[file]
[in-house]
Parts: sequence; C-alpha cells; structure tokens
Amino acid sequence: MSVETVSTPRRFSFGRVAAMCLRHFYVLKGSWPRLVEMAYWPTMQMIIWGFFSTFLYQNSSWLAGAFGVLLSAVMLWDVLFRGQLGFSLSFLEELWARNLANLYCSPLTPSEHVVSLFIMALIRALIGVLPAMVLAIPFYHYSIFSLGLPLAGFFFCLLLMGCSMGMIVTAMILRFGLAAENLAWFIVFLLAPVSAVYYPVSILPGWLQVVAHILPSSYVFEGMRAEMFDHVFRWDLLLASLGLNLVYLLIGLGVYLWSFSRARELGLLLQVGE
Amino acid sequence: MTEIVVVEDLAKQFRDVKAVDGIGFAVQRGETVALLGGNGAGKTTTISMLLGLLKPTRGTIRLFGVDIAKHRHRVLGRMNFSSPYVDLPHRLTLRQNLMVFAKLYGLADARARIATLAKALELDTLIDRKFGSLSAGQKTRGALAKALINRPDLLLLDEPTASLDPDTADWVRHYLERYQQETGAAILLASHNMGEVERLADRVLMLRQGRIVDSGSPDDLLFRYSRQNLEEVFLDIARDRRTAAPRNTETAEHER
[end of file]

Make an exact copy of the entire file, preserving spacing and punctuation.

[in-house]
Parts: sequence; C-alpha cells; structure tokens
Amino acid sequence: MSVETVSTPRRFSFGRVAAMCLRHFYVLKGSWPRLVEMAYWPTMQMIIWGFFSTFLYQNSSWLAGAFGVLLSAVMLWDVLFRGQLGFSLSFLEELWARNLANLYCSPLTPSEHVVSLFIMALIRALIGVLPAMVLAIPFYHYSIFSLGLPLAGFFFCLLLMGCSMGMIVTAMILRFGLAAENLAWFIVFLLAPVSAVYYPVSILPGWLQVVAHILPSSYVFEGMRAEMFDHVFRWDLLLASLGLNLVYLLIGLGVYLWSFSRARELGLLLQVGE
Amino acid sequence: MTEIVVVEDLAKQFRDVKAVDGIGFAVQRGETVALLGGNGAGKTTTISMLLGLLKPTRGTIRLFGVDIAKHRHRVLGRMNFSSPYVDLPHRLTLRQNLMVFAKLYGLADARARIATLAKALELDTLIDRKFGSLSAGQKTRGALAKALINRPDLLLLDEPTASLDPDTADWVRHYLERYQQETGAAILLASHNMGEVERLADRVLMLRQGRIVDSGSPDDLLFRYSRQNLEEVFLDIARDRRTAAPRNTETAEHER